Every now and then, Facebook throws up memories from long forgotten posts. Today, it's given me a Dad At Large column from February, 2015, and it still makes me wince...

TO be perfectly honest, Valentine’s weekend wasn’t my finest piece of planning. The significance of the date had gone straight over my head and I’d arranged to spend Saturday morning playing tennis, Saturday afternoon at the rugby, and all day Sunday travelling to London for a football match.

The tennis match was fixed a week earlier and I couldn’t let my opponent down. Then, I was hosting a hospitality box at Darlington Mowden Park versus Tynedale so I couldn’t get out of the rugby. And my old mate Ted had wangled me a pass into another hospitality box for the Arsenal versus Middlesbrough FA Cup match the next day.

How could I turn it down? But with an early morning train to London on Sunday and the return train not getting me back until 11pm, it meant Valentine’s weekend was more or less wiped out.

“You might have got away with either the rugby or the football but you’re pushing your luck by going to both,” said a fellow dad at work, shaking his head, the day before Valentine’s Day.

I decided I’d better make it up to my wife by buying her a spectacular bouquet of flowers – but I forgot. I got distracted at work and was still in the office when I suddenly remembered at 9.45pm. I raced round to Sainsbury’s, got there two minutes from closing time, and realised that a limp bunch of supermarket tulips wasn’t going to cut it.

The security man was starting to get agitated so I grabbed a small box of chocolates and a card with the slogan: “Let’s get it on.” I know it’s a bit naff but, believe me, it was the best of a bad bunch.

“Good luck,” said the security man, smugly, as he ushered me out of the store.

I left the card and the chocs on the kitchen worktop after she’d gone to bed and crossed my fingers.

“Thanks for the card and the chocolates,” she said when I came down the next morning. It was a polite, rather than enthusiastic, thank you. I sensed that she’d have been much happier with a spectacular bouquet of flowers than a small box of last-minute chocolates with a Sainsbury’s sticker left on.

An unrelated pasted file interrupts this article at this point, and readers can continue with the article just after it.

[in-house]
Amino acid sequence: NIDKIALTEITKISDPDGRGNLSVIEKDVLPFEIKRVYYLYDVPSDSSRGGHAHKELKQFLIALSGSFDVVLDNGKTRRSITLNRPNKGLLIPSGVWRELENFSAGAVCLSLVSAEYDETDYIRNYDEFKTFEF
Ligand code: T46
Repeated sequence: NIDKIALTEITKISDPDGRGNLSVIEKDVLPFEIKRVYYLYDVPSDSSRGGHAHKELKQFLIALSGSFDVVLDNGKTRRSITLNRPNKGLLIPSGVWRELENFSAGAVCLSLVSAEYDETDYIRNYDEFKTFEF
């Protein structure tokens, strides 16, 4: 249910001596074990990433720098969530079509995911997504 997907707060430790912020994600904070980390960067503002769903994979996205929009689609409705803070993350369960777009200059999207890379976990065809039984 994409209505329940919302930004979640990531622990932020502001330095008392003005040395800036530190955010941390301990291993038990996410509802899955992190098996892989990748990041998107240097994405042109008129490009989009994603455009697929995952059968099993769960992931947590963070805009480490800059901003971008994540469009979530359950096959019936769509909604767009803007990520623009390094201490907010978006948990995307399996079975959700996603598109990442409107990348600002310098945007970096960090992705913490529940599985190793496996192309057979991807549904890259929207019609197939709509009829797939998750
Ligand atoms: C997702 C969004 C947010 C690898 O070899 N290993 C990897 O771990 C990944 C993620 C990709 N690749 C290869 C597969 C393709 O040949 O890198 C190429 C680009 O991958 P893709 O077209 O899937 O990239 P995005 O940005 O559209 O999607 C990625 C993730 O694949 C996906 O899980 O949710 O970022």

“I didn’t get you anything this year because, if you cast your mind back, I remembered last year and you forgot altogether,” she said, and I found it hard to argue.

Just then, her mobile rang. It was our son, Jack, who’s at university. He’d ordered his girlfriend a spectacular bouquet of flowers – but he’d given Interflora our address instead of hers (stupid boy).

The spectacular bouquet arrived at our front door bang on cue and my wife explained that panic-stricken Jack wanted to know if we could drive them to his girlfriend’s house across town.

“Do you think you could take them – I don’t want to be late for the rugby,” I found myself saying.

As the words came out, I knew that the doors of the doghouse were swinging wide open.

She left in silence to be a flower delivery girl for her son’s lucky girlfriend. The card I’d bought my wife of 26 years was left on the kitchen workshop. “Let’s get it on” suddenly seemed an extremely unlikely slogan.


THANK you to Craig Robinson, of Shildon, for telling me about his six-year-old son’s slightly over the top reaction when he wasn’t allowed a second biscuit.

“You’ve just ruined my life,” groaned the boy.

A LITTLE boy, in the train seats behind me, coming back from seeing Middlesbrough beaten by Arsenal in the FA Cup on Sunday: “Dad, I don’t think I’m ever going to get over this.”

ALISON Tonkinson, at a meeting of the Stockton Trefoil Guild this week, told me about her great nephew John’s potty-training progress.

John, who’s three, is doing extremely well and gets a sweet as a reward for using the potty correctly.

Imagine his grandad’s surprise when he came back from the loo and John asked him if he’d like a sweet.